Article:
It turned out that Alaska's Inside Passage scenery was not the Grand Canyon of blue glacial ice that I had imagined. (Perhaps I had confused it with Antarctica.) With 99.9x% of the world's glaciers retreating, my expectation was rather naive. The scenery of Alaska never disappoints, and we did see several glaciers. But mostly, we sailed through a lot of plump green-and-brown hills with just a few little dabs of white snow lingering since it was already September.
Walking around in one of the ports (Juneau) we had our closest black bear encounter to date. In a creek by the Mendenhall glacier in Juneau, we saw a crowd gaping. Close by was a mid-sized black bear, searching the waters for salmon. I have never before seen an animal focus on something with such intensity. It walked up and down the creek with over two dozen people who trailed it just five to ten feet away, and yet it was completely oblivious to the crowd. The whole crowd was hushed, and the only sounds were the whirs and clicks of a dozen cameras.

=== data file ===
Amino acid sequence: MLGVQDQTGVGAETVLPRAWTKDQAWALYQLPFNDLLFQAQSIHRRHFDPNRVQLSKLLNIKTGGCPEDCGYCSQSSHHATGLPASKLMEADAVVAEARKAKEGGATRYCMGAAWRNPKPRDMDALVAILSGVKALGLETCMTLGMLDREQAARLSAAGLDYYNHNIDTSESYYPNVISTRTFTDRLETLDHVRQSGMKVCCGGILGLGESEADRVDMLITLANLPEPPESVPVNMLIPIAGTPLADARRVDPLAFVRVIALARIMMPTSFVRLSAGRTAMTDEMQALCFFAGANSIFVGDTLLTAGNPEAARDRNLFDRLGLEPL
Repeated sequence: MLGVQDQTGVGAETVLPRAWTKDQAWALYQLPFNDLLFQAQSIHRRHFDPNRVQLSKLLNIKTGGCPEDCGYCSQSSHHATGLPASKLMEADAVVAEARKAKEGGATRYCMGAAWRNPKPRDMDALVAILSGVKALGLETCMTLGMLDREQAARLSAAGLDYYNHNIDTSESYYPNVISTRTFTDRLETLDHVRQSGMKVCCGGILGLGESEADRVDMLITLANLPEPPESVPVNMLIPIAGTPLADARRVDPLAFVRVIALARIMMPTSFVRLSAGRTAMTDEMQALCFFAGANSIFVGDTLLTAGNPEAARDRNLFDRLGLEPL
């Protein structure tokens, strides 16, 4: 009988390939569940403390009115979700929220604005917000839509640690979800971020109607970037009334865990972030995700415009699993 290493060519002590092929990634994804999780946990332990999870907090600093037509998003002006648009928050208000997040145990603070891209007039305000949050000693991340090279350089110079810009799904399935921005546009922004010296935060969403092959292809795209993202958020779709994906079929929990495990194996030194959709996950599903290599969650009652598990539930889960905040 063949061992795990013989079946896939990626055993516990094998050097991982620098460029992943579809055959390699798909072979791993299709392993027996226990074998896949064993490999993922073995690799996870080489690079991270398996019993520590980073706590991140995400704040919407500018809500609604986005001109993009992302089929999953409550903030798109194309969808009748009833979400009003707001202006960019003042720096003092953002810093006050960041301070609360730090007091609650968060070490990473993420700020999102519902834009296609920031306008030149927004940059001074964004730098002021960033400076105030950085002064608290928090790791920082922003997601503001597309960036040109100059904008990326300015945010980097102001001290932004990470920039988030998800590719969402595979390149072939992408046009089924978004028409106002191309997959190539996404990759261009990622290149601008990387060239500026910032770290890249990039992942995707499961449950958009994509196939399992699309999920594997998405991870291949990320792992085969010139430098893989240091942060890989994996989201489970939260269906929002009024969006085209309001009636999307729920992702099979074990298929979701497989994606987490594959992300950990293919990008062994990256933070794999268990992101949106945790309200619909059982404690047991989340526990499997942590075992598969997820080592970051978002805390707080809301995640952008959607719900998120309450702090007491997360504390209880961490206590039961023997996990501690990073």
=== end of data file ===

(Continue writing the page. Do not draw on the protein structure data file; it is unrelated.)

In Ketchikan (a port of call) I saw some people attempting to fish for salmon. The creek was chockfull of the fish, and it seemed that people were catching one every three minutes. They'd reel it in and pull it out of the water while it struggled. They'd then turn around and pose for the photos, clicked by the cruise ship passengers looking from a bridge. Satisfied, they'd unhook and throw the salmon back in the water Catch and Release. Everyone was rooting for the salmon and some even clapped. (Sporting? Yes. Humane? Perhaps) But what I found interesting was that just a little while later, many of these same people walked into stores selling baked and smoked salmon products.